Goodness could not comment on the litigation, but said that allegations of misconduct are taken very seriously. When a supervisor is told of alleged misconduct they are required to report it to Goodness and/or local authorities immediately. He also stated that procedure was followed in the aforementioned case.
"When the matter was reported to the diocese we immediately notified the prosecutor’s office and cooperated with the prosecutor. He was placed on administrative leave during that period, while the investigation with the prosecutor’s office was underway. He remains on leave and is not permitted to be in the ministry," Goodness said. "The church has to make a decision about what if any ministry he would be eligible for (in the future). That’s down the road."
The church and the various prosecutor’s offices have excellent relationships and work hand-in-hand to ensure that all allegations are investigated thoroughly, according to Goodness. If the alleged incident is part of an ongoing legal investigation, the church defers to the prosecutor’s office so that it can conduct its investigation. If the incident involves a child then the Archdiocesan Review Board investigates the allegation. If it involves an adult, then the Archbishop and Vicar-General are charged with dealing with the issue, according to Goodness.
In addition to being suspended from practicing as a priest, any clergy member who is found guilty of misconduct may be subject to a canonical trial, according to Goodness. The Vicar-General and Archbishop of the diocese also decide what further action may be taken if any, according to Goodness.
"If we are dealing with a case that is a criminal manner, the prosecutor of course takes precedent. If it is an older matter (something beyond the legal statute of limitations) then church law comes into play. It’s decided if further steps under Canon law need to be taken," Goodness said.
Anyone who is going to be working for the church, be it a lay person or a clergy member, is subject to extensive screening and background checks, as mandated by the Charter for the Protection of Children and Young People that was instituted in 2002, according to Goodness. Additionally, anyone who will be working with children must undergo a three-hour course in sexual abuse training.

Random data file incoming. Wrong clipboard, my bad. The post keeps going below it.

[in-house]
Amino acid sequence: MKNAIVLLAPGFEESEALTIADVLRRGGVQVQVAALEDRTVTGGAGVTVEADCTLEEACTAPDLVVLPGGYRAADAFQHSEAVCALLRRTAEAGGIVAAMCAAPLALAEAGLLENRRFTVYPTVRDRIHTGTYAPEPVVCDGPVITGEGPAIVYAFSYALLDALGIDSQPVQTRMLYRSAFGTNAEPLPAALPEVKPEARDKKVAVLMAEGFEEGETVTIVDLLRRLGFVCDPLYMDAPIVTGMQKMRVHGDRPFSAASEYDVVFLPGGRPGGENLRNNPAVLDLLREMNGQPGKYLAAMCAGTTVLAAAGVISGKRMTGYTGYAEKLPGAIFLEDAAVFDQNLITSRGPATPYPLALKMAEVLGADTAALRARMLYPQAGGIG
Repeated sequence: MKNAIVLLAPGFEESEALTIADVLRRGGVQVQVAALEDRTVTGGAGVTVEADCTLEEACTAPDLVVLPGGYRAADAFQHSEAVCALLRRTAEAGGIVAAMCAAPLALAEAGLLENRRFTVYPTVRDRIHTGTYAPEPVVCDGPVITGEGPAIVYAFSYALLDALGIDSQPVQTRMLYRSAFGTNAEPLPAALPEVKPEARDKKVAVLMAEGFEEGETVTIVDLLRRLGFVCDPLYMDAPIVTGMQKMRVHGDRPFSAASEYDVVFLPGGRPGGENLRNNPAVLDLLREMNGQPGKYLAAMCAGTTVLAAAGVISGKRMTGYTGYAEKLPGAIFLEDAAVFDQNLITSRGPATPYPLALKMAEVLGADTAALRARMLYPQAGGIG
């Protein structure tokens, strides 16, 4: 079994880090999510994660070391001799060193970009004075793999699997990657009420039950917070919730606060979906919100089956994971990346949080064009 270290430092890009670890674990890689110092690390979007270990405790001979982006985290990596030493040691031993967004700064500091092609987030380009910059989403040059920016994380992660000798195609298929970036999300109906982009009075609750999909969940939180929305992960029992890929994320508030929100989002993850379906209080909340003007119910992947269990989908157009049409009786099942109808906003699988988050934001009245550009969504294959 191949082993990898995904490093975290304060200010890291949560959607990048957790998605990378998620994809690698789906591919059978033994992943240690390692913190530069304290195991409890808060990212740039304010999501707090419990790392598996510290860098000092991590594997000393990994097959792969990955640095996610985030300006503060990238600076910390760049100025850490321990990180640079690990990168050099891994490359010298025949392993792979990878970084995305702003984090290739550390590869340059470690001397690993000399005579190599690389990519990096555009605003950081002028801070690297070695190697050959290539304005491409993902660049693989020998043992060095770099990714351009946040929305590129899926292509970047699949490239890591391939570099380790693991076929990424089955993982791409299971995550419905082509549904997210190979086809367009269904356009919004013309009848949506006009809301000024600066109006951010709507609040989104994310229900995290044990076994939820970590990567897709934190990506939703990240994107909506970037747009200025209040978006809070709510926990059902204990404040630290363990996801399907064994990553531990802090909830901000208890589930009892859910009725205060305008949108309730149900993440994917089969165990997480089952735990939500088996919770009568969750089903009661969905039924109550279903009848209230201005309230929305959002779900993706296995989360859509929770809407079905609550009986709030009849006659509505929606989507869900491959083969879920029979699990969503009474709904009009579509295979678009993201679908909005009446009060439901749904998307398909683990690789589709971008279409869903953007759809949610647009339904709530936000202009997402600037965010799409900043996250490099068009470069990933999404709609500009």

"The course involves video and discussion and it’s facilitated by trained facilitators to make people aware of boundaries and acceptable code of conduct and how to recognize patterns that could be warning signs of someone who may not be appropriate to work with children," Goodness said. "I think the training class is not a general for children’s protection only class. Although it specifically does address minors, the rules are the same. There are appropriate ways of dealing with individuals when you are in a ministerial situation, and that’s what we stress. There are boundaries and those are the standards to which people need to work."
In addition to requiring training and an investigation of any alleged misconduct, the diocese also offers counseling to anyone who may have been a victim of abuse, according to Goodness. Some people choose to participate in the counseling and others do not, Goodness said.
Doyle declined comment on the litigation as he "has not seen the complaint. I have not received the complaint; therefore I’m not able to comment. This for me, is merely a report in the newspaper."
Gerald Tyne, the plaintiff’s attorney, did not return repeated requests for comment. The Bergen County Prosecutor’s Office did not return calls for comment.